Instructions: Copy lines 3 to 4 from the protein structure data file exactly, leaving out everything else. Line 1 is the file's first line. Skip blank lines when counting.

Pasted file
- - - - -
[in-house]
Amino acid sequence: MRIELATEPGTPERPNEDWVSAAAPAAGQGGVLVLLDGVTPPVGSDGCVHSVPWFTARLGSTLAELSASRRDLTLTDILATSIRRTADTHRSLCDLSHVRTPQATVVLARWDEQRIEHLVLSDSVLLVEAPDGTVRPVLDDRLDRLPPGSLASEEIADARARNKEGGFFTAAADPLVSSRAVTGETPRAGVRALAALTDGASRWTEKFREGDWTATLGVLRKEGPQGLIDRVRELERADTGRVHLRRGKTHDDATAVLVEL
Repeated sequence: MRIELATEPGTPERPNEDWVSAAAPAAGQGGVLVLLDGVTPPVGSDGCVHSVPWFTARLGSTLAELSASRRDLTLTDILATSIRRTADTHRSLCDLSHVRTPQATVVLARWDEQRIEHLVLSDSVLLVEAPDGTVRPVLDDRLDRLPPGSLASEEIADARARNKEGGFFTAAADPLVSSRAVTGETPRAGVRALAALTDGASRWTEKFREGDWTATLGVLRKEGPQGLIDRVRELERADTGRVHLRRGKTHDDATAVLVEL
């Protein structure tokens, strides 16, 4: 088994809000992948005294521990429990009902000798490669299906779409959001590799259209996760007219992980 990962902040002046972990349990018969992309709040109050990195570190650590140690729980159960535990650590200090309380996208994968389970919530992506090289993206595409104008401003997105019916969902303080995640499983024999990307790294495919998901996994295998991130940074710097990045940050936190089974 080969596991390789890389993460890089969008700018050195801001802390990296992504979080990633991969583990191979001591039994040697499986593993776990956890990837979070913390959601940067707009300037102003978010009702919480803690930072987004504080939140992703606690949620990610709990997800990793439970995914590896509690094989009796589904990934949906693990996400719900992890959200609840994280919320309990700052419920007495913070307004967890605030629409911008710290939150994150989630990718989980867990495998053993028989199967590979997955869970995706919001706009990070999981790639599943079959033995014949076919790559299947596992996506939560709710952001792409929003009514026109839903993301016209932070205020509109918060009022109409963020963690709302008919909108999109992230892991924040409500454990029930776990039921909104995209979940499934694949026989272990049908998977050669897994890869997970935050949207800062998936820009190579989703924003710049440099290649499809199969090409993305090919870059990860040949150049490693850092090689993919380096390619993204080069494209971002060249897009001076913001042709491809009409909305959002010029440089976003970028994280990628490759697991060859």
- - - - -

Repeated sequence: MRIELATEPGTPERPNEDWVSAAAPAAGQGGVLVLLDGVTPPVGSDGCVHSVPWFTARLGSTLAELSASRRDLTLTDILATSIRRTADTHRSLCDLSHVRTPQATVVLARWDEQRIEHLVLSDSVLLVEAPDGTVRPVLDDRLDRLPPGSLASEEIADARARNKEGGFFTAAADPLVSSRAVTGETPRAGVRALAALTDGASRWTEKFREGDWTATLGVLRKEGPQGLIDRVRELERADTGRVHLRRGKTHDDATAVLVEL
């Protein structure tokens, strides 16, 4: 088994809000992948005294521990429990009902000798490669299906779409959001590799259209996760007219992980 990962902040002046972990349990018969992309709040109050990195570190650590140690729980159960535990650590200090309380996208994968389970919530992506090289993206595409104008401003997105019916969902303080995640499983024999990307790294495919998901996994295998991130940074710097990045940050936190089974 080969596991390789890389993460890089969008700018050195801001802390990296992504979080990633991969583990191979001591039994040697499986593993776990956890990837979070913390959601940067707009300037102003978010009702919480803690930072987004504080939140992703606690949620990610709990997800990793439970995914590896509690094989009796589904990934949906693990996400719900992890959200609840994280919320309990700052419920007495913070307004967890605030629409911008710290939150994150989630990718989980867990495998053993028989199967590979997955869970995706919001706009990070999981790639599943079959033995014949076919790559299947596992996506939560709710952001792409929003009514026109839903993301016209932070205020509109918060009022109409963020963690709302008919909108999109992230892991924040409500454990029930776990039921909104995209979940499934694949026989272990049908998977050669897994890869997970935050949207800062998936820009190579989703924003710049440099290649499809199969090409993305090919870059990860040949150049490693850092090689993919380096390619993204080069494209971002060249897009001076913001042709491809009409909305959002010029440089976003970028994280990628490759697991060859």